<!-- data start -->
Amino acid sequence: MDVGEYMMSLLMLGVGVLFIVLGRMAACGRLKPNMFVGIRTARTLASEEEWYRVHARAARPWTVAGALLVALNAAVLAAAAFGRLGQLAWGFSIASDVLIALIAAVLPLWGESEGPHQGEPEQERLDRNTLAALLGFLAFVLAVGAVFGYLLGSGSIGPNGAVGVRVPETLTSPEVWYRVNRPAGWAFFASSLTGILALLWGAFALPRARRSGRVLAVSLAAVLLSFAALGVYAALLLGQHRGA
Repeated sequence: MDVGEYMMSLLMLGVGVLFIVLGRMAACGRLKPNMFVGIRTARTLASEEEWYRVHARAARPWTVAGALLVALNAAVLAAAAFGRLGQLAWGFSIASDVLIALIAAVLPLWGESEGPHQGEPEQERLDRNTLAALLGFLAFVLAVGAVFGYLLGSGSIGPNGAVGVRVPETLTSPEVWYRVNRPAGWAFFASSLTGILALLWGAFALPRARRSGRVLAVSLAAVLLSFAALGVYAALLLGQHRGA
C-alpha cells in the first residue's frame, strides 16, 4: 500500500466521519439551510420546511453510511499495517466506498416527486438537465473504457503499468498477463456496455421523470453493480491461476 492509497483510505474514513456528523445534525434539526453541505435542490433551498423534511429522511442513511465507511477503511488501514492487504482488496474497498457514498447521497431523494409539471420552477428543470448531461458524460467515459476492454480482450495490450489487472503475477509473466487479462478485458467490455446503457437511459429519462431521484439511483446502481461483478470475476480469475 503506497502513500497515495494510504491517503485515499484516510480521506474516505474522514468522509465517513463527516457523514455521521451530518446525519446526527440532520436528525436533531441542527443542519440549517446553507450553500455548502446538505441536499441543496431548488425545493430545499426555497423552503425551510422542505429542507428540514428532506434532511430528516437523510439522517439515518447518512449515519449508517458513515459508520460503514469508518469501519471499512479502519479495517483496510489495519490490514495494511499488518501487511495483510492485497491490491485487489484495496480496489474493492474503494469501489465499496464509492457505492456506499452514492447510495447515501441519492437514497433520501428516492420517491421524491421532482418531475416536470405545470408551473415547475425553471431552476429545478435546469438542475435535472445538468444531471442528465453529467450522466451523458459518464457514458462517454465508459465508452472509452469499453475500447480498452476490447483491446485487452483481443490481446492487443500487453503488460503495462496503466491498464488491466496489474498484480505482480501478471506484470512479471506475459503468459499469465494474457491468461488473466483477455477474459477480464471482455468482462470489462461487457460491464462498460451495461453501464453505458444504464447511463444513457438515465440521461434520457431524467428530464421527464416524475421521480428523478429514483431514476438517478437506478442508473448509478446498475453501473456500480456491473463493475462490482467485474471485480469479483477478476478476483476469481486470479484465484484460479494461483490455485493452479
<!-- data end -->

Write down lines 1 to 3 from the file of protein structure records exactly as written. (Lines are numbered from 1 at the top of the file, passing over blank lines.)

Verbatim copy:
Amino acid sequence: MDVGEYMMSLLMLGVGVLFIVLGRMAACGRLKPNMFVGIRTARTLASEEEWYRVHARAARPWTVAGALLVALNAAVLAAAAFGRLGQLAWGFSIASDVLIALIAAVLPLWGESEGPHQGEPEQERLDRNTLAALLGFLAFVLAVGAVFGYLLGSGSIGPNGAVGVRVPETLTSPEVWYRVNRPAGWAFFASSLTGILALLWGAFALPRARRSGRVLAVSLAAVLLSFAALGVYAALLLGQHRGA
Repeated sequence: MDVGEYMMSLLMLGVGVLFIVLGRMAACGRLKPNMFVGIRTARTLASEEEWYRVHARAARPWTVAGALLVALNAAVLAAAAFGRLGQLAWGFSIASDVLIALIAAVLPLWGESEGPHQGEPEQERLDRNTLAALLGFLAFVLAVGAVFGYLLGSGSIGPNGAVGVRVPETLTSPEVWYRVNRPAGWAFFASSLTGILALLWGAFALPRARRSGRVLAVSLAAVLLSFAALGVYAALLLGQHRGA
C-alpha cells in the first residue's frame, strides 16, 4: 500500500466521519439551510420546511453510511499495517466506498416527486438537465473504457503499468498477463456496455421523470453493480491461476 492509497483510505474514513456528523445534525434539526453541505435542490433551498423534511429522511442513511465507511477503511488501514492487504482488496474497498457514498447521497431523494409539471420552477428543470448531461458524460467515459476492454480482450495490450489487472503475477509473466487479462478485458467490455446503457437511459429519462431521484439511483446502481461483478470475476480469475 503506497502513500497515495494510504491517503485515499484516510480521506474516505474522514468522509465517513463527516457523514455521521451530518446525519446526527440532520436528525436533531441542527443542519440549517446553507450553500455548502446538505441536499441543496431548488425545493430545499426555497423552503425551510422542505429542507428540514428532506434532511430528516437523510439522517439515518447518512449515519449508517458513515459508520460503514469508518469501519471499512479502519479495517483496510489495519490490514495494511499488518501487511495483510492485497491490491485487489484495496480496489474493492474503494469501489465499496464509492457505492456506499452514492447510495447515501441519492437514497433520501428516492420517491421524491421532482418531475416536470405545470408551473415547475425553471431552476429545478435546469438542475435535472445538468444531471442528465453529467450522466451523458459518464457514458462517454465508459465508452472509452469499453475500447480498452476490447483491446485487452483481443490481446492487443500487453503488460503495462496503466491498464488491466496489474498484480505482480501478471506484470512479471506475459503468459499469465494474457491468461488473466483477455477474459477480464471482455468482462470489462461487457460491464462498460451495461453501464453505458444504464447511463444513457438515465440521461434520457431524467428530464421527464416524475421521480428523478429514483431514476438517478437506478442508473448509478446498475453501473456500480456491473463493475462490482467485474471485480469479483477478476478476483476469481486470479484465484484460479494461483490455485493452479